Consider your personal factors

An entrepreneur checks his finances. An entrepreneur checks his finances.

An entrepreneur checks his finances.

When thinking about asset allocation and risk tolerance, the nature of one’s income stream is often overlooked. If you are a business owner, your wealth likely depends on the stock value of your company. Because business ownership carries an inherent level of risk, maintaining a conservative allocation in your investment portfolio may be justified.

You’ll probably want to take a similar approach if you don’t have a business but your income fluctuates significantly from year to year. Conversely, if your income is very stable, you may have more flexibility to take risks with your investments. Income-based factors are one of the factors that influence your ability to bear risk.

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Health is another factor that contributes to your ability to accept risk. Do you currently have high healthcare costs or do you expect to have to deal with them? If the answer is yes, you may want to lower the risk profile of your retirement plan by shifting certain assets to cash and bonds. However, if you have long-term care or other arrangements in place, you may be able to accept more risk in your portfolio.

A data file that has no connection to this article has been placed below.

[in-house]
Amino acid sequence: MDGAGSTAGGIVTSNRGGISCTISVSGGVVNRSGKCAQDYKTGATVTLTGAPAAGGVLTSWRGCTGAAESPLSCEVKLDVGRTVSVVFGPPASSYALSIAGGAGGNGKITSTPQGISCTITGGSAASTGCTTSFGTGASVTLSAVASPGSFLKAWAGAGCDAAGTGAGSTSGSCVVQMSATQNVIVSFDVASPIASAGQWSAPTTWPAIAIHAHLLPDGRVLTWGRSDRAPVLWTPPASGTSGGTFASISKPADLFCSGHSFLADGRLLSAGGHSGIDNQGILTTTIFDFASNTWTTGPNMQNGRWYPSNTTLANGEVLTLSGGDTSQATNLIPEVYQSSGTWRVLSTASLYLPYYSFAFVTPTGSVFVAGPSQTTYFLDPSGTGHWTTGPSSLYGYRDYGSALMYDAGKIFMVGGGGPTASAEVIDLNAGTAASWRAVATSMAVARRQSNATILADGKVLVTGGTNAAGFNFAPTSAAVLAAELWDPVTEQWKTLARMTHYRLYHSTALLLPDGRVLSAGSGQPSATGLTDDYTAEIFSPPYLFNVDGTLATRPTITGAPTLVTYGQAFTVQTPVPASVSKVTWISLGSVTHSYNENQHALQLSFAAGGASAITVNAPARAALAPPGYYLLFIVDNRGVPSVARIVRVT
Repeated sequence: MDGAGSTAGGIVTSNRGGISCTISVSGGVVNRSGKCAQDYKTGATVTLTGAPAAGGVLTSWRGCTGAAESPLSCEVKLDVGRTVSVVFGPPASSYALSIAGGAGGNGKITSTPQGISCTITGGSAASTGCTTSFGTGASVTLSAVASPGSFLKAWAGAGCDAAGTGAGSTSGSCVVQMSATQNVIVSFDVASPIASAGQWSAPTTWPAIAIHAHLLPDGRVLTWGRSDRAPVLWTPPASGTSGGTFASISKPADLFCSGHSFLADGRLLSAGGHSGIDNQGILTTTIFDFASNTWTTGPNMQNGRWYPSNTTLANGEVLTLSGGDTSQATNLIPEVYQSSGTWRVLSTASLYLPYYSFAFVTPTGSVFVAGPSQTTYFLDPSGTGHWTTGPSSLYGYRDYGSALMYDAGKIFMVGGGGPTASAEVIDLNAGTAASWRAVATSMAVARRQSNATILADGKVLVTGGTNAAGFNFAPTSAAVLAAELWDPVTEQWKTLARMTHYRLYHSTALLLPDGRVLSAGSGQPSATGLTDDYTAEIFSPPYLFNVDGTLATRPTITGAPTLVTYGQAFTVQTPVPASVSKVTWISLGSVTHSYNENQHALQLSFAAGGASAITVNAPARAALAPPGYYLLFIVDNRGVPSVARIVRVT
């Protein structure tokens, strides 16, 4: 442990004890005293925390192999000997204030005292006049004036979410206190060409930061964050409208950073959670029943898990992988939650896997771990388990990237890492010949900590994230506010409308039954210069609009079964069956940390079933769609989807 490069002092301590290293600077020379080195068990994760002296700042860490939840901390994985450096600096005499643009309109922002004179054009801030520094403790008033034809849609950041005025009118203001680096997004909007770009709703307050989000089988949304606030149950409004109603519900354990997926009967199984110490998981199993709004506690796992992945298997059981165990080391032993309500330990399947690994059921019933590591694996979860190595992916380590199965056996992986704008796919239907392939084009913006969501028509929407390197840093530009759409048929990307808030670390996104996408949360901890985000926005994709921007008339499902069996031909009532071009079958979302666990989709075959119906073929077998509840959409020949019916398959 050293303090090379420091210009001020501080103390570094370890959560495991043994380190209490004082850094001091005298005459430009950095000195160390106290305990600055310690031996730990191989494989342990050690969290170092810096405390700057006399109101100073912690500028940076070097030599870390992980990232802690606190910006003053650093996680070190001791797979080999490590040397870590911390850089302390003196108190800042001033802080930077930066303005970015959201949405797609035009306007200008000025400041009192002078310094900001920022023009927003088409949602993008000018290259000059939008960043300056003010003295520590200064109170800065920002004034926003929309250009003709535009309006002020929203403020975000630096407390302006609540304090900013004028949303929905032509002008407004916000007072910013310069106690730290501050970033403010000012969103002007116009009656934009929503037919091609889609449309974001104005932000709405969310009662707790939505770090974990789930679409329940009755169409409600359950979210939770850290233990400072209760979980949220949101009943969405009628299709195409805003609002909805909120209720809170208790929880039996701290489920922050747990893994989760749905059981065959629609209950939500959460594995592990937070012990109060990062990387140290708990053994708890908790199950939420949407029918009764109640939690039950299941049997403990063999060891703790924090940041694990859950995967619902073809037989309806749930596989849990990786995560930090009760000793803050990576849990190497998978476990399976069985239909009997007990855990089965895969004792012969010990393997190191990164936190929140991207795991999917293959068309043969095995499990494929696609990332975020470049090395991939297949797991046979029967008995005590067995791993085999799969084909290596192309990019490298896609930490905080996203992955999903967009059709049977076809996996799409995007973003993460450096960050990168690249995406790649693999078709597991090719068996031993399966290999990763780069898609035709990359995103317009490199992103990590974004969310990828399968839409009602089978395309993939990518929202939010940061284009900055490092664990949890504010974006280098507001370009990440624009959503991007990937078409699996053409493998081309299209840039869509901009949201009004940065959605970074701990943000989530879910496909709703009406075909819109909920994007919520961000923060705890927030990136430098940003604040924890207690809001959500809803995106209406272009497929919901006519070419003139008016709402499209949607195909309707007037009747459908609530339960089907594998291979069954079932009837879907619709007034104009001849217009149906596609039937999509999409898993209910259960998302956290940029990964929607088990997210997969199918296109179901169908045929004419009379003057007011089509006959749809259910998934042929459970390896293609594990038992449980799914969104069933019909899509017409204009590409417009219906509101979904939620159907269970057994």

It’s also useful to think about your own behavioral approach to investing. This is usually referred to your willingness to accept risk. Are you able to absorb the stock market declines and potentially use them as buying opportunities, as we experienced in 2018, 2020 and 2022? Or did you sell during those challenging periods on the way down? Together, the ability and willingness to accept risk make up your risk tolerance.

The biggest risk to success with a stock-heavy portfolio is selling when the market turns against you. Having the strength to hold positions during volatile periods in the market indicates a greater willingness to accept risk. This can boost your risk tolerance and justify a larger relative equity allocation. (A financial advisor can help you create and stick to an investment plan.)

Check your other accounts

A married couple reviews their 401(k) accounts. A married couple reviews their 401(k) accounts.

A married couple reviews their 401(k) accounts.

It’s critical to then compare your objectives, risk tolerance, and return requirements with your accounts’ asset allocations and ensure they match.